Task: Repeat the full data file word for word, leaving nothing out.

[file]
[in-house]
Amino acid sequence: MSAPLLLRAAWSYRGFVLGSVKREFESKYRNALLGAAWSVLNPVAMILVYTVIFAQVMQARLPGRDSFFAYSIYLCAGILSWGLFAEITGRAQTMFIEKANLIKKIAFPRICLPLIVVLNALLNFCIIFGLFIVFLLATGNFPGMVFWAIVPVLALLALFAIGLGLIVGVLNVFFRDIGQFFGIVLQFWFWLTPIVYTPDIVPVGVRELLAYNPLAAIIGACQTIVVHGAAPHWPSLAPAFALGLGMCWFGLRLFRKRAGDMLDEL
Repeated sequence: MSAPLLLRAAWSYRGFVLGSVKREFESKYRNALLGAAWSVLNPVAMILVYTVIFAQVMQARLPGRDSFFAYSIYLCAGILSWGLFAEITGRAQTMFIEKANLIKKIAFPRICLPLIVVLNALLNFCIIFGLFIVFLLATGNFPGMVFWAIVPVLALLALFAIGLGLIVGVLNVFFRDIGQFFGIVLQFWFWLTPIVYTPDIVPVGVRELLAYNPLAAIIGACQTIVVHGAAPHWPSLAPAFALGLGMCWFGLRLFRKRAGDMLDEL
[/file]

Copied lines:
[in-house]
Amino acid sequence: MSAPLLLRAAWSYRGFVLGSVKREFESKYRNALLGAAWSVLNPVAMILVYTVIFAQVMQARLPGRDSFFAYSIYLCAGILSWGLFAEITGRAQTMFIEKANLIKKIAFPRICLPLIVVLNALLNFCIIFGLFIVFLLATGNFPGMVFWAIVPVLALLALFAIGLGLIVGVLNVFFRDIGQFFGIVLQFWFWLTPIVYTPDIVPVGVRELLAYNPLAAIIGACQTIVVHGAAPHWPSLAPAFALGLGMCWFGLRLFRKRAGDMLDEL
Repeated sequence: MSAPLLLRAAWSYRGFVLGSVKREFESKYRNALLGAAWSVLNPVAMILVYTVIFAQVMQARLPGRDSFFAYSIYLCAGILSWGLFAEITGRAQTMFIEKANLIKKIAFPRICLPLIVVLNALLNFCIIFGLFIVFLLATGNFPGMVFWAIVPVLALLALFAIGLGLIVGVLNVFFRDIGQFFGIVLQFWFWLTPIVYTPDIVPVGVRELLAYNPLAAIIGACQTIVVHGAAPHWPSLAPAFALGLGMCWFGLRLFRKRAGDMLDEL